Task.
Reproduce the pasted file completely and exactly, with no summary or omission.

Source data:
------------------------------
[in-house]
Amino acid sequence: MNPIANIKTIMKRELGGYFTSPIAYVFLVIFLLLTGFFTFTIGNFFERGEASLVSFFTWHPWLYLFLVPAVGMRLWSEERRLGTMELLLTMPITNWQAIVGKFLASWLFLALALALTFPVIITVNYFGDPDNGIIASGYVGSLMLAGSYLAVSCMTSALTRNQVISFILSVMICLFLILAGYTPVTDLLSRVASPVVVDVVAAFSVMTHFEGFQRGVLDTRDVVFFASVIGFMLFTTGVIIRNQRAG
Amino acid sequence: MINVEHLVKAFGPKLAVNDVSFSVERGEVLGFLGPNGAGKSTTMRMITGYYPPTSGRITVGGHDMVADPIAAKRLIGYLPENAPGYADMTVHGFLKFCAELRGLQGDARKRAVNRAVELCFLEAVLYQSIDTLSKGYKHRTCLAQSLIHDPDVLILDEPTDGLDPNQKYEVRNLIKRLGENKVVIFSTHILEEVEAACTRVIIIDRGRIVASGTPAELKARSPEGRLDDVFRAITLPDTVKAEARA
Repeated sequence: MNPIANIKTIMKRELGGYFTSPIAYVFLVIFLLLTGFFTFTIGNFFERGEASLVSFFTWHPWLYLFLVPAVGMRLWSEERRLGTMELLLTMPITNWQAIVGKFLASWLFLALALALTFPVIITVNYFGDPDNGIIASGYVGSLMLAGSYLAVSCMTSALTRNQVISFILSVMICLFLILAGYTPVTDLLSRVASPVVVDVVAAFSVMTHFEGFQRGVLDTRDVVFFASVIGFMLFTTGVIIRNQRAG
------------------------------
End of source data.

[in-house]
Amino acid sequence: MNPIANIKTIMKRELGGYFTSPIAYVFLVIFLLLTGFFTFTIGNFFERGEASLVSFFTWHPWLYLFLVPAVGMRLWSEERRLGTMELLLTMPITNWQAIVGKFLASWLFLALALALTFPVIITVNYFGDPDNGIIASGYVGSLMLAGSYLAVSCMTSALTRNQVISFILSVMICLFLILAGYTPVTDLLSRVASPVVVDVVAAFSVMTHFEGFQRGVLDTRDVVFFASVIGFMLFTTGVIIRNQRAG
Amino acid sequence: MINVEHLVKAFGPKLAVNDVSFSVERGEVLGFLGPNGAGKSTTMRMITGYYPPTSGRITVGGHDMVADPIAAKRLIGYLPENAPGYADMTVHGFLKFCAELRGLQGDARKRAVNRAVELCFLEAVLYQSIDTLSKGYKHRTCLAQSLIHDPDVLILDEPTDGLDPNQKYEVRNLIKRLGENKVVIFSTHILEEVEAACTRVIIIDRGRIVASGTPAELKARSPEGRLDDVFRAITLPDTVKAEARA
Repeated sequence: MNPIANIKTIMKRELGGYFTSPIAYVFLVIFLLLTGFFTFTIGNFFERGEASLVSFFTWHPWLYLFLVPAVGMRLWSEERRLGTMELLLTMPITNWQAIVGKFLASWLFLALALALTFPVIITVNYFGDPDNGIIASGYVGSLMLAGSYLAVSCMTSALTRNQVISFILSVMICLFLILAGYTPVTDLLSRVASPVVVDVVAAFSVMTHFEGFQRGVLDTRDVVFFASVIGFMLFTTGVIIRNQRAG